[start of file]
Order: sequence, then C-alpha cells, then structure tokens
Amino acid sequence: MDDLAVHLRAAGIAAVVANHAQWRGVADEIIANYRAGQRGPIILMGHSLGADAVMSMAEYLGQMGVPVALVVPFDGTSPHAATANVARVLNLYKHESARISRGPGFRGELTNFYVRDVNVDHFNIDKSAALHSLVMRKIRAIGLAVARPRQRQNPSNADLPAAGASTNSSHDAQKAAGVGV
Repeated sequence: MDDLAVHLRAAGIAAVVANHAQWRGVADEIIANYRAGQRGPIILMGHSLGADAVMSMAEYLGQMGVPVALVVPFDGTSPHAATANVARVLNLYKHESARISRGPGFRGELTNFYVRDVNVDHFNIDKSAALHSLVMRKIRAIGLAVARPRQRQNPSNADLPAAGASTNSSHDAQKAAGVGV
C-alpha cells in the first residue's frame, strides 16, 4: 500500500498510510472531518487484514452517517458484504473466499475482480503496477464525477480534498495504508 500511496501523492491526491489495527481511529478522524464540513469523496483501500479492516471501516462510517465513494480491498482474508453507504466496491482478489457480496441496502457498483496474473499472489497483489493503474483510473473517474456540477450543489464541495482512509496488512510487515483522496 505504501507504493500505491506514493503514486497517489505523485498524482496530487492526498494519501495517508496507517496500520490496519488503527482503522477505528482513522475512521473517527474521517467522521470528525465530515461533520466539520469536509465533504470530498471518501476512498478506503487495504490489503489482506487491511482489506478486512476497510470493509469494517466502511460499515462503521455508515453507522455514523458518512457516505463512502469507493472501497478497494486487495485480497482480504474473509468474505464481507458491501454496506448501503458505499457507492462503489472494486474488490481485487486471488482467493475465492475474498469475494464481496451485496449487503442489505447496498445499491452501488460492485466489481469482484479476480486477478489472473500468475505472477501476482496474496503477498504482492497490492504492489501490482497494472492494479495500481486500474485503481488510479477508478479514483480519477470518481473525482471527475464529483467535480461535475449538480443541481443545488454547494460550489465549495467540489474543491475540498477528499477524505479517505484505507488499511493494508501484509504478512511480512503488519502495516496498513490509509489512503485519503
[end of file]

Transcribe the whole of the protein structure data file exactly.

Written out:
Order: sequence, then C-alpha cells, then structure tokens
Amino acid sequence: MDDLAVHLRAAGIAAVVANHAQWRGVADEIIANYRAGQRGPIILMGHSLGADAVMSMAEYLGQMGVPVALVVPFDGTSPHAATANVARVLNLYKHESARISRGPGFRGELTNFYVRDVNVDHFNIDKSAALHSLVMRKIRAIGLAVARPRQRQNPSNADLPAAGASTNSSHDAQKAAGVGV
Repeated sequence: MDDLAVHLRAAGIAAVVANHAQWRGVADEIIANYRAGQRGPIILMGHSLGADAVMSMAEYLGQMGVPVALVVPFDGTSPHAATANVARVLNLYKHESARISRGPGFRGELTNFYVRDVNVDHFNIDKSAALHSLVMRKIRAIGLAVARPRQRQNPSNADLPAAGASTNSSHDAQKAAGVGV
C-alpha cells in the first residue's frame, strides 16, 4: 500500500498510510472531518487484514452517517458484504473466499475482480503496477464525477480534498495504508 500511496501523492491526491489495527481511529478522524464540513469523496483501500479492516471501516462510517465513494480491498482474508453507504466496491482478489457480496441496502457498483496474473499472489497483489493503474483510473473517474456540477450543489464541495482512509496488512510487515483522496 505504501507504493500505491506514493503514486497517489505523485498524482496530487492526498494519501495517508496507517496500520490496519488503527482503522477505528482513522475512521473517527474521517467522521470528525465530515461533520466539520469536509465533504470530498471518501476512498478506503487495504490489503489482506487491511482489506478486512476497510470493509469494517466502511460499515462503521455508515453507522455514523458518512457516505463512502469507493472501497478497494486487495485480497482480504474473509468474505464481507458491501454496506448501503458505499457507492462503489472494486474488490481485487486471488482467493475465492475474498469475494464481496451485496449487503442489505447496498445499491452501488460492485466489481469482484479476480486477478489472473500468475505472477501476482496474496503477498504482492497490492504492489501490482497494472492494479495500481486500474485503481488510479477508478479514483480519477470518481473525482471527475464529483467535480461535475449538480443541481443545488454547494460550489465549495467540489474543491475540498477528499477524505479517505484505507488499511493494508501484509504478512511480512503488519502495516496498513490509509489512503485519503